Among other things like employing the right people and selling relevant products and services, the right compensation plan for your organization is critical to its success. The right compensation plan will motivate everyone in your organization towards growth and success. There are two basic components to a solid compensation plan: those that involve money and those that do not.
If you are in the initial stages of restructuring your employees’ compensation plan, then your number one worry should be the financial aspect. This includes how much money you will have to pay in terms of compensation and the cost to your organization. Consider all the costs to your company including bank compensation consulting costs if you decide you need help with drafting out your plan. Working with a consultant will help you evaluate your current plan and see what should be added to fit your specific needs and budget.
Wages come first in your compensation plan. The first step you should take is to determine criteria for determining salaries and also the revision of salaries for your employees. Ultimately, the wages you pay an employee should reflect the time they put in, their productivity, and their level of seniority. If you pay unfair wages, then no amount of incentive can compensate for that.
Incentives and Bonuses
The second step in your self-evaluation should be your incentive and any other bonus plans you might have. Ensure that you have clear rules governing them, so there is no confusion about who deserves a bonus and who does not. Cover all the bases to protect your institution financially, but to also avoid employee disappointment when they find out that the bonus they have been expecting all year does not actually apply to them. Your bonus or incentive program should be tied to the performance of an individual, a team or the company as a whole.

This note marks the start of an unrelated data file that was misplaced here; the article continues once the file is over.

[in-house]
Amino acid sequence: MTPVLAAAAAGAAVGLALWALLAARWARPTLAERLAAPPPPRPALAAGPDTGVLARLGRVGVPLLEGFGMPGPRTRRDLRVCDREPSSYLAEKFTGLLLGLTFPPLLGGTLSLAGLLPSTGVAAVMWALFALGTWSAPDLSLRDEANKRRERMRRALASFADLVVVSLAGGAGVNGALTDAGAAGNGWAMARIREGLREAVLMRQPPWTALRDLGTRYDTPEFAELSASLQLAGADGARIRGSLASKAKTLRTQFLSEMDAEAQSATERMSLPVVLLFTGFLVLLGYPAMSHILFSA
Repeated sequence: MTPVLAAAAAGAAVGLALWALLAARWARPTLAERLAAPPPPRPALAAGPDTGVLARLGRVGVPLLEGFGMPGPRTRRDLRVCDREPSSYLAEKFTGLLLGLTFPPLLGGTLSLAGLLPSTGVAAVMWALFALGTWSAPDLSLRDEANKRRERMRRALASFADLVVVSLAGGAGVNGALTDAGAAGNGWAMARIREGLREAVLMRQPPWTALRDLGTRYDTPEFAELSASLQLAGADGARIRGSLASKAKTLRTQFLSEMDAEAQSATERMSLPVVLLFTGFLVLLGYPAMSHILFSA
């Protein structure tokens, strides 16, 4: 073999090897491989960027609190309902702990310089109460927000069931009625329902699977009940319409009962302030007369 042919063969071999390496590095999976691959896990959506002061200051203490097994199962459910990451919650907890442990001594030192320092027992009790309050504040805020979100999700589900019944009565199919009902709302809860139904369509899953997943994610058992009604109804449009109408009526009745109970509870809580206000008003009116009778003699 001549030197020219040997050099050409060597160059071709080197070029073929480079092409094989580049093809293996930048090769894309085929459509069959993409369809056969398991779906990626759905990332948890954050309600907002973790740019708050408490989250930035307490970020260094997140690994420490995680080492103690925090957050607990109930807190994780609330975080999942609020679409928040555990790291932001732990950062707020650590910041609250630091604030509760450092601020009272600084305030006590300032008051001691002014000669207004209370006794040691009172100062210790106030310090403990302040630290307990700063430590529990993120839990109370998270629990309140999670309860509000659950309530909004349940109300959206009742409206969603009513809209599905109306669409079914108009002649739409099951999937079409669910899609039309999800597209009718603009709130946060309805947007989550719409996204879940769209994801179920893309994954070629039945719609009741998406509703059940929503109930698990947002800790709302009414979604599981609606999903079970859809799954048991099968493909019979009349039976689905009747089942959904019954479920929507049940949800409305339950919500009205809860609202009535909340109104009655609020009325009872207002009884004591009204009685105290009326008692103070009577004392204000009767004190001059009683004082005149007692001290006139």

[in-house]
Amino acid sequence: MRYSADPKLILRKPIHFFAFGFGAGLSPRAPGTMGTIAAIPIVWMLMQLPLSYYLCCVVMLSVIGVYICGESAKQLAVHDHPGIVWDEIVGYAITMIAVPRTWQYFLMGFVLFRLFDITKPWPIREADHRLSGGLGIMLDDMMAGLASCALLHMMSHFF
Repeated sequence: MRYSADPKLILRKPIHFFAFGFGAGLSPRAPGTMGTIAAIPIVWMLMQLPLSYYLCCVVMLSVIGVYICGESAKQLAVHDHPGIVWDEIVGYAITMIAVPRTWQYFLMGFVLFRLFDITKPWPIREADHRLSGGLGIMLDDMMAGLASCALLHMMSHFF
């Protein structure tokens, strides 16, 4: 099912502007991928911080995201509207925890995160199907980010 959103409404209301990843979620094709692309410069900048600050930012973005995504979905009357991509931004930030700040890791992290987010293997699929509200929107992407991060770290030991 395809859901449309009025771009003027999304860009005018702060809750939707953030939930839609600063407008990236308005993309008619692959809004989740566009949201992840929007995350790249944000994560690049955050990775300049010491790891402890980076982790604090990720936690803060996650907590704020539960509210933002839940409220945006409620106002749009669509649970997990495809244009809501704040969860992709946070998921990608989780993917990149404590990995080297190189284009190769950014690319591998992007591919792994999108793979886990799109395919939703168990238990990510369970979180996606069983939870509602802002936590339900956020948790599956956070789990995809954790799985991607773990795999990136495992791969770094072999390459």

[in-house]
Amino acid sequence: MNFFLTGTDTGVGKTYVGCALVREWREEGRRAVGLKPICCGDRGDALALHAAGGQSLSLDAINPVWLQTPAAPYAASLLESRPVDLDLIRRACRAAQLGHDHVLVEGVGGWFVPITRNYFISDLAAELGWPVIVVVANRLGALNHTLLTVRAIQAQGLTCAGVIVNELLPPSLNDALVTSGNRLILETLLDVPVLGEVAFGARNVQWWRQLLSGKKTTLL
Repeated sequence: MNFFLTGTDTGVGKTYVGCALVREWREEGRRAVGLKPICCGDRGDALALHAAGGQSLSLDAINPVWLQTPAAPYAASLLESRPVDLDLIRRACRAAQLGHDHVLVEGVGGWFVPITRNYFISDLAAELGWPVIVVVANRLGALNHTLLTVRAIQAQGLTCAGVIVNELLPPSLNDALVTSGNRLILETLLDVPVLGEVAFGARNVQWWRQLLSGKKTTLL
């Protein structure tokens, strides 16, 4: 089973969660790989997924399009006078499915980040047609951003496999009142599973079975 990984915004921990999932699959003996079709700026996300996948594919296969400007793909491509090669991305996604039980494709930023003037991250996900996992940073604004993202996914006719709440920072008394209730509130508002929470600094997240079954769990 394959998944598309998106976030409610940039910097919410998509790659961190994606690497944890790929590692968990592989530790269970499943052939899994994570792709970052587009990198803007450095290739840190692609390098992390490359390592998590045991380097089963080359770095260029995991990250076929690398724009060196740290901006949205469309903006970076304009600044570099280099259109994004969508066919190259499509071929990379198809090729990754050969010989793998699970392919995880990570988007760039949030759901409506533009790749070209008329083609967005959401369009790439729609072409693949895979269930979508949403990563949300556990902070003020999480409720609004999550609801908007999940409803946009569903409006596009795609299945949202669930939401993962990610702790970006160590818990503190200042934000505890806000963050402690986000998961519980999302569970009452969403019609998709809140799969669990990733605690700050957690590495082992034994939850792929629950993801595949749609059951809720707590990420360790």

How Much Will This Cost You?
Your next step in evaluating your company’s compensation plan should be assessing the cost of the plan. Employees work best when they know there is a bonus or incentive on the other side of their hard work. However, this can cost your company both financially and otherwise. Financially speaking, an incentive plan will cost you money depending on how you structure it. It will also cost you staff and lead to high turnover if you decide to put in an incentive and remove it after a few years.
This includes things like health insurance, employee services, employee growth and training, and retirement benefits that should be offered to maintain the staff that you have, and attract new talent to your company. These can even mean more to an employee than the actual wages you pay them. Health insurance, for example, is critical for many job seekers and this usually contributes to their decision to take on a new job offer.
Whatever you do, all aspects of employee compensation should be critically analyzed and consulted on if you are to attract the right talent and keep your current staff happy. It should be fair to both your staff and your budget.